My first and only stop was the second water-food station at around the 40km. Had some lovely sweet and fresh slices of oranges and watermelons. Spoke to the wonderful volunteers about the remaining trail, and decided to continue without too much delay, skipping the chocolates and other sweets. It was not too long before we started the rough and sketchy 7km descent down Watagan Creek Road. It was also the roughest and technically most challenging part of the ride. Some seasoned riders bombed down the descent but again, I preferred to pick and choose my lines carefully over the stones, rocks, water bars, erosion, pot holes, sands, not to mention the debris of leaves and branches from the Saturday’s winds. Besides, I have had one too many tumbles during my many MTB rides (being a late MTB convert) and was very keen to stay the right side up on the descent. The descent actually reminded me of the Blue Mountain’s Andersons Fire Trail – i.e. sharp descent with debris strewn across the trail and no visible cycling line to pick (unlike the Oaks Trail which had a lot more bicycle and car traffic that you can easily establish the best riding lines to follow). Gradually I found that the most consistent line available was the 1-metre gap on the edge – between the fire trail and the valley next to it!
I emerged at the bottom of the descent half an hour later, after taking a sharp right turn onto a narrow temporary wooden bridge, and Watagan Creek Road opened up to one of the most scenic picturesque valleys in the National Park, with rich lush greenery in the horizon and a big herd of cows grazing on the grass in the foreground. A few kms down the road, riders even had to get off their bikes to open and shut a heavy gate that secured the cows in the paddock. It was also a timely reminder that many sections of the route were on private properties that were typically not open to members of the public.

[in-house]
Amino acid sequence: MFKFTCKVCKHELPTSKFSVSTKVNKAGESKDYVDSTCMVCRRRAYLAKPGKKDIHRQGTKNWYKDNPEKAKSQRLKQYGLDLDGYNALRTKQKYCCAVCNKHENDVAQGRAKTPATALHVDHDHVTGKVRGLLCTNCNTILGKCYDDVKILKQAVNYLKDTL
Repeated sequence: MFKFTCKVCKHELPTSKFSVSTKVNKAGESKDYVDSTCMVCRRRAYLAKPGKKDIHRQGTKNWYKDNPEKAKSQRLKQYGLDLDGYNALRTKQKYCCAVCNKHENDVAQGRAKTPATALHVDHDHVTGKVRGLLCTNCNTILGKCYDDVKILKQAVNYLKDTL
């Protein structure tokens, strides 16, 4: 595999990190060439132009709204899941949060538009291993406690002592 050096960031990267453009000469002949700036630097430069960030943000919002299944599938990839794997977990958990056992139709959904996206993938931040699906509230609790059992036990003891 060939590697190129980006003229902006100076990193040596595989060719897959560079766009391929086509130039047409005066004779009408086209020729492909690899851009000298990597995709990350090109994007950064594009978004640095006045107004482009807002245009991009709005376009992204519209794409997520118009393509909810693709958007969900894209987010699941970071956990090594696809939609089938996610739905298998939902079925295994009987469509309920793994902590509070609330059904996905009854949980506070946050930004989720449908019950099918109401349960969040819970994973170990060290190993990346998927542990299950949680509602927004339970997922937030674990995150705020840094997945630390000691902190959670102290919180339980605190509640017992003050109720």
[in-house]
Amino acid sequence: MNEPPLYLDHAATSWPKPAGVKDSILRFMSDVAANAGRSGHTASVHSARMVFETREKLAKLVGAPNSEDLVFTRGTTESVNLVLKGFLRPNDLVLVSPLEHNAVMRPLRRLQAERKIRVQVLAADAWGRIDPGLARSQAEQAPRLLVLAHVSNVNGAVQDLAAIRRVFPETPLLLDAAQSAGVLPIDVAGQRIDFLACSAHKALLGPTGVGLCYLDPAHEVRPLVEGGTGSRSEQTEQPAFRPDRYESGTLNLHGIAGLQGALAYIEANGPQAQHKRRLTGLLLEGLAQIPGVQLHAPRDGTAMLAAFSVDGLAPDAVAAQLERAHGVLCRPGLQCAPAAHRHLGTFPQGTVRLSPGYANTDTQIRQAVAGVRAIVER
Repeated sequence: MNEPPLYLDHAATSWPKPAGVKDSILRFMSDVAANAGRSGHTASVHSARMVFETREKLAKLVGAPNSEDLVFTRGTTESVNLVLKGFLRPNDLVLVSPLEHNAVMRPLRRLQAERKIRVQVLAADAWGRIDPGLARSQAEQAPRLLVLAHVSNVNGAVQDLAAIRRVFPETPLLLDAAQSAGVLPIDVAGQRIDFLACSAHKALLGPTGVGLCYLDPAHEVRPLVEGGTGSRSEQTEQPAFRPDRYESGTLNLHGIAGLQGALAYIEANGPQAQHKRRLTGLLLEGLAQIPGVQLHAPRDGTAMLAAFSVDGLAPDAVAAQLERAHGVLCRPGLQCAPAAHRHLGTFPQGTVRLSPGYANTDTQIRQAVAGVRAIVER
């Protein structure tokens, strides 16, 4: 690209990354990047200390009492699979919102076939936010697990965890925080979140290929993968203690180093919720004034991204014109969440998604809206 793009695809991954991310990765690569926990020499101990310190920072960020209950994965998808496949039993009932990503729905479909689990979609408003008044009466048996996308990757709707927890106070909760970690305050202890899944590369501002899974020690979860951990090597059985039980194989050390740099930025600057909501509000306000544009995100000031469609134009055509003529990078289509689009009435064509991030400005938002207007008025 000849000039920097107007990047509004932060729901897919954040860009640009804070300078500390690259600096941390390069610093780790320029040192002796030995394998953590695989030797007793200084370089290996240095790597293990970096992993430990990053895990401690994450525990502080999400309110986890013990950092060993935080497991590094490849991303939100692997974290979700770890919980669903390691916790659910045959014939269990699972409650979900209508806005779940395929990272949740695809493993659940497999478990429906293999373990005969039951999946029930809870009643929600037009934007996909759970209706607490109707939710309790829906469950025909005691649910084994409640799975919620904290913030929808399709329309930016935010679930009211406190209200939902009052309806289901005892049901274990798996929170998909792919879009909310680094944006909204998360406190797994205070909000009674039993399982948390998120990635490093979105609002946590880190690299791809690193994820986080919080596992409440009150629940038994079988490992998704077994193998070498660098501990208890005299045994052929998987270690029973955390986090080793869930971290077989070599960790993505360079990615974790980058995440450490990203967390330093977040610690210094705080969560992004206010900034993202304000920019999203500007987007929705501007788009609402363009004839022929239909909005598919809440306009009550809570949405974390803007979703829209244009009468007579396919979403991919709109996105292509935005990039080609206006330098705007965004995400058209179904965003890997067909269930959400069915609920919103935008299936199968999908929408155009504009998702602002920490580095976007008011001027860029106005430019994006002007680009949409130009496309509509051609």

I was now on the home stretch and it was another easy 18kms on gravel before hitting Old Northern Road and a short ride back to the Laguna Trading Post.
All-in-all, for me, it was a very good introduction to an official gravel group event. The things I liked about the event: – well-run, no glitches – lots of motorbike marshalls riding up and down the route ensuring everyone stayed safe and had no mechanicals – food and drink stations had ample supply of refreshments – minimal road traffic throughout the 3+ hours of riding – all riders were courteous and conscious of others around them, i.e. no sudden change of lines or directions (certainly a much more pleasant experience than the MSGong ride a week later) – close to Sydney metropolitan area – plenty of post-ride amenities (mechanic, BBQ, pub, etc …) – a route through some of the most scenic National Parks that I would otherwise not have visited
Downsides … – perhaps a Plan B or multiple options for longer ride(s) if resources are available – more sign-posting during the ride. On more than one occasion, I found myself riding alone with no riders in front or behind me as far as my eyes could see. The only way I knew I was heading the right direction was following the bicycle tyre tracks on the ground! – not close to any railway station or public transport. Therefore, you had to drive to the start of the ride, i.e. ride is limited to riders with cars, or riders with friends who drive!
Yung Lik Wang